A jury in San Francisco on Tuesday decided to fine Toshiba US$87 million for colluding with other vendors to keep LCD prices artificially high, but the Tokyo-based company doesn't expect to have to pay anything.
U.S. antitrust law calls for the fine to be tripled, but even then Toshiba doesn't anticipate it will have to pay any money. Other defendants in the class-action suit have effectively covered its fine because they have already paid more in settlements than the damages finding against Toshiba, said a spokeswoman for the company.
"Given credits for settlements by other defendants, Toshiba expects that it will not have to pay any damages as a result of this verdict, even after trebling under U.S. antitrust laws," Toshiba said in a brief statement.
Despite the court's finding, Toshiba maintained it was innocent of all charges.
"Toshiba has consistently maintained that there was no illegal activity on its part in the LCD business in the United States, and Toshiba continues to hold that view," the statement said. "While Toshiba appreciates the jury's time and effort, Toshiba believes that the jury's verdict is in error as to the finding of wrongdoing on Toshiba's part. Toshiba plans to pursue all available legal avenues to correct that finding."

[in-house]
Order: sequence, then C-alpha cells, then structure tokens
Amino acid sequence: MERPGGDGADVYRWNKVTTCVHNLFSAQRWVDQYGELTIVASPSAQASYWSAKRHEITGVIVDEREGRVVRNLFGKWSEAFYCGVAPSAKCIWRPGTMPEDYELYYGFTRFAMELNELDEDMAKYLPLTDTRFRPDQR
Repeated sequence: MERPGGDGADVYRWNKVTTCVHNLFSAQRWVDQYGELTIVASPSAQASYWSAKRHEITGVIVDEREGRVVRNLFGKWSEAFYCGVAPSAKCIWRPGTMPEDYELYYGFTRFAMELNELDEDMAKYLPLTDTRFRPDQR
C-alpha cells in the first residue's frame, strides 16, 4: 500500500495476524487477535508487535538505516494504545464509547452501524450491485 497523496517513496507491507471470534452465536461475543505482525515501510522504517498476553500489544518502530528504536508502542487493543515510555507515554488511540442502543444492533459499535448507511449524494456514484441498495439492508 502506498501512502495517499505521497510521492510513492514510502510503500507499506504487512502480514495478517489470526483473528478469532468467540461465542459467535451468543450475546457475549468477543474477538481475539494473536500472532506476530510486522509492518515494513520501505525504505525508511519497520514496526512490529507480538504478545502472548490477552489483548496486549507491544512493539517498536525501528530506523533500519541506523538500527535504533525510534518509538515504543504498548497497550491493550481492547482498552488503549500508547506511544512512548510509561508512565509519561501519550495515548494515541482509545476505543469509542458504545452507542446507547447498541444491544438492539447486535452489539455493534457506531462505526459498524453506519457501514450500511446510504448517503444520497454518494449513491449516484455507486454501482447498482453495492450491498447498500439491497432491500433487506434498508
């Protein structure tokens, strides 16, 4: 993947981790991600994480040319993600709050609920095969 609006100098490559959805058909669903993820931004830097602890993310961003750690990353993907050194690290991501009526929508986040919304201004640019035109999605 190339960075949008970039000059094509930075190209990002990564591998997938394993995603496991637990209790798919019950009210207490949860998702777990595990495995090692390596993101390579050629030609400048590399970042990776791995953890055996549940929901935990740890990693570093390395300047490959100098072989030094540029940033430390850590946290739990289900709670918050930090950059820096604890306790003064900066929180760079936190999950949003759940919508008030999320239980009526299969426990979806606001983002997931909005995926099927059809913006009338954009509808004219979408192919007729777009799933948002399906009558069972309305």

Other vendors have already agreed to pay hundreds of millions of dollars to settle related class-action suits filed by consumers, government entities and other public entities, including Chimei Innolux, Chunghwa Picture Tubes, Epson Imaging Devices, HannStar Display, Hitachi Displays, Samsung Electronics and Sharp.
The civil cases follow a 2007 U.S. Department of Justice criminal probe into price fixing in the LCD industry. Japan's Sharp, South Korea's LG Display and Taiwan's Chunghwa Picture Tubes all pled guilty in the criminal case and agreed to pay hundreds of millions of dollars in fines.
Taiwan's AU Optronics decided to fight the charges and a court ruled earlier this year that it and two senior executives were guilty. They now face a fine of up to $1 billion.
Toshiba was never indicted in the criminal case.
Martyn Williams covers mobile telecoms, Silicon Valley and general technology breaking news for The IDG News Service. Follow Martyn on Twitter at @martyn_williams. Martyn's e-mail address is firstname.lastname@example.org
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